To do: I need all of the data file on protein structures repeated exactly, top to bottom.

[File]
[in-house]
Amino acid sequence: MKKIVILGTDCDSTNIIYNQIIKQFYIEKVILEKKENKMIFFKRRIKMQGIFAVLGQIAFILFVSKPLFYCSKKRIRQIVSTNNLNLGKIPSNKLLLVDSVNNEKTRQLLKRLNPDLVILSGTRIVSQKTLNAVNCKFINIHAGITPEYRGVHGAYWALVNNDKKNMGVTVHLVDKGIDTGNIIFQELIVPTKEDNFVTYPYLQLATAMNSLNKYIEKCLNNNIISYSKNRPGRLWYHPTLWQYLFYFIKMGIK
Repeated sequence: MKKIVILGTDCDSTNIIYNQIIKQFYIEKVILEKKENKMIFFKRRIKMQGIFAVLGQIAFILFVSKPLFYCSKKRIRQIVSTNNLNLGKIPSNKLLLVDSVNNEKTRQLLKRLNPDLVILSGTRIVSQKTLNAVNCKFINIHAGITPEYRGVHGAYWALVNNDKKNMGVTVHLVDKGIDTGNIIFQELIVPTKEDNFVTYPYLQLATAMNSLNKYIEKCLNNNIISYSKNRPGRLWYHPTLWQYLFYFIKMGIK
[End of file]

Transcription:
[in-house]
Amino acid sequence: MKKIVILGTDCDSTNIIYNQIIKQFYIEKVILEKKENKMIFFKRRIKMQGIFAVLGQIAFILFVSKPLFYCSKKRIRQIVSTNNLNLGKIPSNKLLLVDSVNNEKTRQLLKRLNPDLVILSGTRIVSQKTLNAVNCKFINIHAGITPEYRGVHGAYWALVNNDKKNMGVTVHLVDKGIDTGNIIFQELIVPTKEDNFVTYPYLQLATAMNSLNKYIEKCLNNNIISYSKNRPGRLWYHPTLWQYLFYFIKMGIK
Repeated sequence: MKKIVILGTDCDSTNIIYNQIIKQFYIEKVILEKKENKMIFFKRRIKMQGIFAVLGQIAFILFVSKPLFYCSKKRIRQIVSTNNLNLGKIPSNKLLLVDSVNNEKTRQLLKRLNPDLVILSGTRIVSQKTLNAVNCKFINIHAGITPEYRGVHGAYWALVNNDKKNMGVTVHLVDKGIDTGNIIFQELIVPTKEDNFVTYPYLQLATAMNSLNKYIEKCLNNNIISYSKNRPGRLWYHPTLWQYLFYFIKMGIK